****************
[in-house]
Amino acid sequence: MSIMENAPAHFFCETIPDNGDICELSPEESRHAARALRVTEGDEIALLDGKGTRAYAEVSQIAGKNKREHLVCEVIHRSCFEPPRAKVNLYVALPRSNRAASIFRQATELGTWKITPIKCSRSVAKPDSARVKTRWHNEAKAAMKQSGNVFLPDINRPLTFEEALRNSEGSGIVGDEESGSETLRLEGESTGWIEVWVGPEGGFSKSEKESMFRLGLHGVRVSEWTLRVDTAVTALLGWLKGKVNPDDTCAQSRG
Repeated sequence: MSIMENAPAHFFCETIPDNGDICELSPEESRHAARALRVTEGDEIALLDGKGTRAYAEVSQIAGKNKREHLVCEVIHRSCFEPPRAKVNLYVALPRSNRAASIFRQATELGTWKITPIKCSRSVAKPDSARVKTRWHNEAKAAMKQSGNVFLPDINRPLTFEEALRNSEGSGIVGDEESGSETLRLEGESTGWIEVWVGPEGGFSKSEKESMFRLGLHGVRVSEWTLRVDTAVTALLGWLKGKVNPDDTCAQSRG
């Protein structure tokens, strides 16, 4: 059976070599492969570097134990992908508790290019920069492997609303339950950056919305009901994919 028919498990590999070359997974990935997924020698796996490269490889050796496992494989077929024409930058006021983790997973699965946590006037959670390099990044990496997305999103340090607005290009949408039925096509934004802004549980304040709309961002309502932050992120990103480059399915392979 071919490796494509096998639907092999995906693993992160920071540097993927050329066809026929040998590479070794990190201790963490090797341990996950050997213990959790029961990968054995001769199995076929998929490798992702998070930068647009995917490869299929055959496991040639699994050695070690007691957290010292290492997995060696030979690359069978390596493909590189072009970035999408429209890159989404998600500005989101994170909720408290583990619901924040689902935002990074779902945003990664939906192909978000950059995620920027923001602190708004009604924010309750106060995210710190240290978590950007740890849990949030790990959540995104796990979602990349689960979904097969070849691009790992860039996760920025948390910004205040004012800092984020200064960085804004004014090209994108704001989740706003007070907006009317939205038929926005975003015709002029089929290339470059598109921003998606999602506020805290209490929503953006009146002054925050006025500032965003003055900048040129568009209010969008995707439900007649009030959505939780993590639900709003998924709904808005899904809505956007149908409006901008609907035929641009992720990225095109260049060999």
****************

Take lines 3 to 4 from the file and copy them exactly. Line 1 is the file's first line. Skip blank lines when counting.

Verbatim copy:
Repeated sequence: MSIMENAPAHFFCETIPDNGDICELSPEESRHAARALRVTEGDEIALLDGKGTRAYAEVSQIAGKNKREHLVCEVIHRSCFEPPRAKVNLYVALPRSNRAASIFRQATELGTWKITPIKCSRSVAKPDSARVKTRWHNEAKAAMKQSGNVFLPDINRPLTFEEALRNSEGSGIVGDEESGSETLRLEGESTGWIEVWVGPEGGFSKSEKESMFRLGLHGVRVSEWTLRVDTAVTALLGWLKGKVNPDDTCAQSRG
């Protein structure tokens, strides 16, 4: 059976070599492969570097134990992908508790290019920069492997609303339950950056919305009901994919 028919498990590999070359997974990935997924020698796996490269490889050796496992494989077929024409930058006021983790997973699965946590006037959670390099990044990496997305999103340090607005290009949408039925096509934004802004549980304040709309961002309502932050992120990103480059399915392979 071919490796494509096998639907092999995906693993992160920071540097993927050329066809026929040998590479070794990190201790963490090797341990996950050997213990959790029961990968054995001769199995076929998929490798992702998070930068647009995917490869299929055959496991040639699994050695070690007691957290010292290492997995060696030979690359069978390596493909590189072009970035999408429209890159989404998600500005989101994170909720408290583990619901924040689902935002990074779902945003990664939906192909978000950059995620920027923001602190708004009604924010309750106060995210710190240290978590950007740890849990949030790990959540995104796990979602990349689960979904097969070849691009790992860039996760920025948390910004205040004012800092984020200064960085804004004014090209994108704001989740706003007070907006009317939205038929926005975003015709002029089929290339470059598109921003998606999602506020805290209490929503953006009146002054925050006025500032965003003055900048040129568009209010969008995707439900007649009030959505939780993590639900709003998924709904808005899904809505956007149908409006901008609907035929641009992720990225095109260049060999």